Using the Morning Checklist

Today’s video is about the Simple Focus morning checklist.

The morning checklist is there to ensure we form the habits required to start the day productively and prepared. Use it properly and it will give your day the firm foundations and help to increase your efficiency and maximise your productivity. It is designed to help those who lack structure in their routine. But even if you have a good routine already, you will still, undoubtedly, find further items in the settings list to benefit from.

There are a core set of habits it’s healthy to perform daily. For example – on a work work-day – it’s good to do a quick check of your schedule, your to-do list, and to scan your messages and emails. So if you don’t do these things each morning, then these will make a great set to start your Simple Focus app journey.

However the number of checklist items available to configure in the app, is quite long. So this next point is important. The app doesn’t allow you select to have more more than 6 morning checklist items at at once. Indeed 6 is probably already too many. Even if you’re super enthusiastic, it is beneficial to ensure the list is small in an no way burdensome.

Once you’ve used Simple Focus on a regular basis and you have formed an initial set of morning habits. Return to the settings and switch the items you no longer need to be reminded about before switching on another morning checklist item in its place.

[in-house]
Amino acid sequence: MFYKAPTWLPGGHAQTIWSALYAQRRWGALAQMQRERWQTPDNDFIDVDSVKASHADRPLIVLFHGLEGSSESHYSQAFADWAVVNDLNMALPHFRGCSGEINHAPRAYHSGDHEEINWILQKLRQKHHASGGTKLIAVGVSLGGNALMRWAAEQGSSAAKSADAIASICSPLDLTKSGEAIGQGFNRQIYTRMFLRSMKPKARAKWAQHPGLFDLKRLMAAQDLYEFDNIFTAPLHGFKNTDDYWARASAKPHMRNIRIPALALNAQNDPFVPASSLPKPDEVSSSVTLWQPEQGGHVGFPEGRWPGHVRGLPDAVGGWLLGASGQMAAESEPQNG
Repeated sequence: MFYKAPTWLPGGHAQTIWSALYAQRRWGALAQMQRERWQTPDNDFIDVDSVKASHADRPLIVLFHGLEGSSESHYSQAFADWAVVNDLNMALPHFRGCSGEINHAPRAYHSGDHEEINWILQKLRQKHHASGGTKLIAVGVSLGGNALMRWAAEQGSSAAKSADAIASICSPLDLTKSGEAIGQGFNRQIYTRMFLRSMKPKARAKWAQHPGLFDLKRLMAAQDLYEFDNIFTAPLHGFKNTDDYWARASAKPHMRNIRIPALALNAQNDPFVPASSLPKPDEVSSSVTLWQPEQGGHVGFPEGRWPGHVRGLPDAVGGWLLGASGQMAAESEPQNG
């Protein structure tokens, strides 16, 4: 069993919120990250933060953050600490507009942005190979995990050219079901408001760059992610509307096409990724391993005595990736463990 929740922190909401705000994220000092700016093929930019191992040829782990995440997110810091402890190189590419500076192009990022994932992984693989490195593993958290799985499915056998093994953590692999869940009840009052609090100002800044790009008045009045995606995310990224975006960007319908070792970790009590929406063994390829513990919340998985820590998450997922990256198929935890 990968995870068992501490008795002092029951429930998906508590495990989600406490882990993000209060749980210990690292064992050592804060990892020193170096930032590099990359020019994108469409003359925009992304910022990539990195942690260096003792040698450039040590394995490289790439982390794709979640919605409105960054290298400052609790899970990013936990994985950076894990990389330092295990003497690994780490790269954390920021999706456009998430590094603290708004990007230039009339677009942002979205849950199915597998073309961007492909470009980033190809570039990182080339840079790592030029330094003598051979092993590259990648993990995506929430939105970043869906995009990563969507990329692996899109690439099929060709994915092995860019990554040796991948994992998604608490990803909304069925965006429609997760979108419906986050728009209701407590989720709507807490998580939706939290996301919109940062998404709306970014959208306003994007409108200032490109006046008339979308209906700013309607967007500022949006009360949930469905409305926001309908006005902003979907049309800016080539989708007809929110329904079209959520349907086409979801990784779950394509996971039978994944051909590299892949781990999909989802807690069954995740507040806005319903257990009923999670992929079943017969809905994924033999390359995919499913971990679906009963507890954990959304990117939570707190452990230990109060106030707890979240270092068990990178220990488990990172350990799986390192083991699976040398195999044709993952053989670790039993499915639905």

In fact, my recommendation is that you aim to configure no more than three at a time. Try running with just three until you find you do them habitually and have had time to realise their value.

Remember, the whole point with Simple Focus is to take small-steps to avoid overwhelm and to avoid the all-too-common bounce-back that can occur if you embark on an improvement program that is too weighty or burdensome.

Using Simple Focus should be super-quick and something you perform daily without feeling it is a chore.

The next section within the morning settings page relates purely to the days of the week you will receive a reminder and the time you would like that reminder to pop-up – if at all.

Again here, once you’ve acquired the habit of completing your checklist on a daily basis. Then there’s no need for the reminder. Switch it off. There’s no point in getting interrupted unnecessarily.

Did you know Apple founder, Steve Jobs, was vehemently against building a reminder system into the Mac. For years the Mac had no built in notification system. Jobs recognised most often notifications are a bad pattern that distract our attention and focus. They undermine the very order they purport to aid.

Honestly it’s worth trying to go completely without them for a while. You will be surprised at how little they contribute and how much they take away.


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